Aspects of queenship can be seen in Feyre’s new title, along with later examples across the books. In the ceremony, which isn’t actually witnessed by the reader but described later in the story, Rhysand literally gives some of his power to Feyre. Though this is in reference to his magical power, it mirrors the power a monarch would give to his spouse if they were to co-rule. Co-rulership was a common mode of authority, especially in the medieval Iberian kingdoms, in which a queen shared the responsibilities and power with their spouse or co-ruler. It should be noted that co-rulership did not always mean equality in each ruler’s position but highlighted that the power was shared and not based solely on one monarch. A key aspect of European co-rulership was the presence of the monarchs. For example, when Juana II of Navarre and Philip d’Evreux were both present they shared in the responsibilities and power as a genuine partnership, and thus co-ruled the kingdom of Navarre and their French domains.
The sharing of magical power is not the only example of co-rulership in Feyre’s role as High Lady. Once she returns to the Night Court, she is seen as taking up shared responsibilities with Rhysand – they attend the Court of Nightmares together to negotiate for additional military support, she plays a role in the meeting of the High Lords at Thesan’s palace even though spouses were only invited ‘as a courtesy’, and she is heavily active in the war that eventually takes place. In these examples Feyre and Rhysand are continuously together and making shared decisions, highlighting Feyre’s position as co-ruler of the Night Court.
Indeed, these aspects of the story similarly reflect the themes surrounding queenship and warfare: Feyre takes up arms, becomes heavily involved in the diplomacy leading up to and between battles, joins numerous war councils, and is readily seen to be supporting the soldiers of her court. These aspects of Feyre’s role as High Lady are reflected in the actions of historical consort queens, such as Catherine of Aragon, who fought against Scottish attack in Henry VIII’s absence, or Morphia of Melitene, who led negotiations and a military campaign to free her husband Baldwin II of Jerusalem.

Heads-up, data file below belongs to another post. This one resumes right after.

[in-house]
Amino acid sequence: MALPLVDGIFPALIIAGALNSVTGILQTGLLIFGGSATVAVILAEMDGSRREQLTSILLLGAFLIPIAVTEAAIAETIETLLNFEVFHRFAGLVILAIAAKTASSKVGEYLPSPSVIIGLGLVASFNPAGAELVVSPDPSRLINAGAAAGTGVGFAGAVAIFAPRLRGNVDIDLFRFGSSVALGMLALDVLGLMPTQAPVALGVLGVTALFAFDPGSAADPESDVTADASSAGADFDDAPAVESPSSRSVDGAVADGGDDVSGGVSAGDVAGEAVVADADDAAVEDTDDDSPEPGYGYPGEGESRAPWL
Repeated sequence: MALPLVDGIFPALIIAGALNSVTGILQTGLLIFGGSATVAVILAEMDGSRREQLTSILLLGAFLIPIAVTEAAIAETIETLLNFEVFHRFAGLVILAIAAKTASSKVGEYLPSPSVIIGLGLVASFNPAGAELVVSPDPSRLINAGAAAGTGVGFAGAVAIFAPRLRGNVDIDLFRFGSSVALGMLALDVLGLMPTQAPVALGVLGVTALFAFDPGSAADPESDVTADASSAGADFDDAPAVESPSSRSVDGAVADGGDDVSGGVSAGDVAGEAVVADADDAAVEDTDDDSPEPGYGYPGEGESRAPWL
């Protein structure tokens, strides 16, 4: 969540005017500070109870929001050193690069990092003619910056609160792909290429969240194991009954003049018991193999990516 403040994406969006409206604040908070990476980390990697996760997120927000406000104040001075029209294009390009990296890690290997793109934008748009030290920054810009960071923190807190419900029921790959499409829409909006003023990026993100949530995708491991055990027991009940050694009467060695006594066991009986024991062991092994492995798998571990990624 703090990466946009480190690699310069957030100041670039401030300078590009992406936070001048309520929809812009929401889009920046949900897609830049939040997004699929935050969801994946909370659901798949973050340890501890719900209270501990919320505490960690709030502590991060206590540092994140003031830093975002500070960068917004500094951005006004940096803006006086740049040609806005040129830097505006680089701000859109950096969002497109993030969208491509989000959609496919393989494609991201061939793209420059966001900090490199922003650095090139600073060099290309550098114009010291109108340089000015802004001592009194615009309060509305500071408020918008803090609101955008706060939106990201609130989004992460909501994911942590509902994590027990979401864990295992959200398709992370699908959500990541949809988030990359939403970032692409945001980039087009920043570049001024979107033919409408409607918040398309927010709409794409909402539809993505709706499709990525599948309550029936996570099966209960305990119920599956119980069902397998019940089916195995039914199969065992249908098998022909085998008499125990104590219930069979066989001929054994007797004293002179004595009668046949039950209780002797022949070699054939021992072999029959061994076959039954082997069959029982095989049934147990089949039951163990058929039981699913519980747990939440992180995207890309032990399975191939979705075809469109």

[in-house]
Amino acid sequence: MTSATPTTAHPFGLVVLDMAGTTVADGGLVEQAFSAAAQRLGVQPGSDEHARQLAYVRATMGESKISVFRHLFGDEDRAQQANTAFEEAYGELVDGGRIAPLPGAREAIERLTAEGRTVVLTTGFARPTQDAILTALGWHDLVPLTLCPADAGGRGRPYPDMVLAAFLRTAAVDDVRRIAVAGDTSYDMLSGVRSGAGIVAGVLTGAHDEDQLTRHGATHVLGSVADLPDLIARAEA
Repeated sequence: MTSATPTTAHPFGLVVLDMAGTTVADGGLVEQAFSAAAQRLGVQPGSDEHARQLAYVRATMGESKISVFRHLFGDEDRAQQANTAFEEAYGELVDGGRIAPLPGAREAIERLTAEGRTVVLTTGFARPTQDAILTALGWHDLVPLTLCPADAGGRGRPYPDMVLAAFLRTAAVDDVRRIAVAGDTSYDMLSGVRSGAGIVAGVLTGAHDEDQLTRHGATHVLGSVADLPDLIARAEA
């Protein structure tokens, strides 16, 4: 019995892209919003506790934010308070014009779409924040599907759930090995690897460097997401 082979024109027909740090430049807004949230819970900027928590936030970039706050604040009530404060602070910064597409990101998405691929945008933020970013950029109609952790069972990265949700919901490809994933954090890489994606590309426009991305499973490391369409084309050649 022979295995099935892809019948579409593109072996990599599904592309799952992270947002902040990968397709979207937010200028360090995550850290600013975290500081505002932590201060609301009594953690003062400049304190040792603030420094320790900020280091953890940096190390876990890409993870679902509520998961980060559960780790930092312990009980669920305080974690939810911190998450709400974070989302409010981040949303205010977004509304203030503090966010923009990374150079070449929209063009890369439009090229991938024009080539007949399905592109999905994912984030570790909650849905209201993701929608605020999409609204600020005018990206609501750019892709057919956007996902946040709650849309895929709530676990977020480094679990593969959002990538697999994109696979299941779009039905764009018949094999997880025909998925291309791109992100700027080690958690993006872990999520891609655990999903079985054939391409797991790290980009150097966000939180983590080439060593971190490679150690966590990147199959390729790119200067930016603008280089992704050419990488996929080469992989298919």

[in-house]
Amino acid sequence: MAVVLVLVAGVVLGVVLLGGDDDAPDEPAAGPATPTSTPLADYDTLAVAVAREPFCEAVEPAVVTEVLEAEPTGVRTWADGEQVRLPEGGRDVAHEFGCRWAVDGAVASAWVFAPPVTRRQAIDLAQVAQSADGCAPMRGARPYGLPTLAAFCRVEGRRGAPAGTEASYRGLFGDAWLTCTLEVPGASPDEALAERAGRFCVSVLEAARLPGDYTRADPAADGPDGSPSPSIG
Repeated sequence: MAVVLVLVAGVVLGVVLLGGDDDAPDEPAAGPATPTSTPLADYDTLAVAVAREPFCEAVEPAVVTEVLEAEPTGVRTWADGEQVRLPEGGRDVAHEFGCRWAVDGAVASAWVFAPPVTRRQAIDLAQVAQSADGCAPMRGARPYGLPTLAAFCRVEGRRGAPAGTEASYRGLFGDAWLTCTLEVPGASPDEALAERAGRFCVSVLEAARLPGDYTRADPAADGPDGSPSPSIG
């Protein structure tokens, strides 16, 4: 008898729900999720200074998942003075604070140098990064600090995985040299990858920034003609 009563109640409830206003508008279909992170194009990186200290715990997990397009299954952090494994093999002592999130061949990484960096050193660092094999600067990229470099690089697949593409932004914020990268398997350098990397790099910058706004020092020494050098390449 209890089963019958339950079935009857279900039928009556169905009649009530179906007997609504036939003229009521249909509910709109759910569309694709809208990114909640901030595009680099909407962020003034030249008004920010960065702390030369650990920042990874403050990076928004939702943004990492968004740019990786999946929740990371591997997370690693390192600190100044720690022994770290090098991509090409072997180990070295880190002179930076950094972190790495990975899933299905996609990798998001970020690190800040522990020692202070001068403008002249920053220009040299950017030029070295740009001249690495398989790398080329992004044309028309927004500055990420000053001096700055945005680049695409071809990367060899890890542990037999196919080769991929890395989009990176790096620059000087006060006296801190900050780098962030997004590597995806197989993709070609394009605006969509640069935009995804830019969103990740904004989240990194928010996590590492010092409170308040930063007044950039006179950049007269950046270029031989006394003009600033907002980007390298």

This series tells a fantasy story of diverse characters that discusses pertinent themes for any reader. Though they are labelled as young adult, they come with a content warning as themes discussed are more suitable for older readers. The events that take place, and actions taken by the characters, highlight aspects of queenship that scholars have been studying across the medieval and early modern periods and creates a union between fiction and historical themes for any fans of queenship to enjoy.
Suggested Reading for Queenship Themes Discussed
James M. Blythe, “Women in the Military: Scholastic Arguments and Medieval Images of Female Warriors,” History of Political Thought 22 (2001): 242-269.
Tim Clarkson, Aethelflaed: Lady of the Mercians.Edinburgh 2018.
Boyd Cothran, Joan Judge and Adrian Shubert, Women Warriors and National Heroes: Global Histories.London 2020.
Theresa Earenfight, The King’s Other Body: Maria of Castile and the Crown of Aragon. Philadelphia 2010.
Sophie Harwood, Medieval Women and War: Female Roles in the Old French Tradition.London 2020.
Natasha R. Hodgson, Women, Crusading and the Holy Land in Historical Narratives.Woodbridge 2007.
Megan McLaughlin, “The Woman Warrior: Gender, Warfare and Society in Medieval Europe,” Women’s Studies 17 (1999): 193-209.
Pauline Stafford, Queens, Concubines and Dowagers: The King’s Wife in the Early Middle Ages. London 1983.
Pauline Stafford, Queen Emma and Queen Edith: Queenship and Women’s Power in Eleventh Century England. Oxford 1997.
Gabrielle Storey, ‘Co-Rulership and Competition: The Exercise of Queenly Power in the 12th and 13th Centuries,’ London Society for Medieval Studies Seminar, Institute of Historical Research (virtual), 12Jan 2021.
Jean A. Truax, “Anglo-Norman Women at War: Valiant Soldiers, Prudent Strategists or Charismatic Leaders?” in The Circle of War in the Middle Ages: Essays on Medieval Military and Naval History, eds. Donald K. Kagay and L. J. Andrew Villalon. Woodbridge 1999.
Elena Woodacre, The Queen’s Regnant of Navarre: Succession, Politics, and Partnership, 1274-1512. Basingstoke 2013.
Elena Woodacre, Lucinda H.S. Dean, Chris Jones, Russell E., Martin, Zita Eva Rohr (eds.), The Routledge History of Monarchy. Abingdon 2019.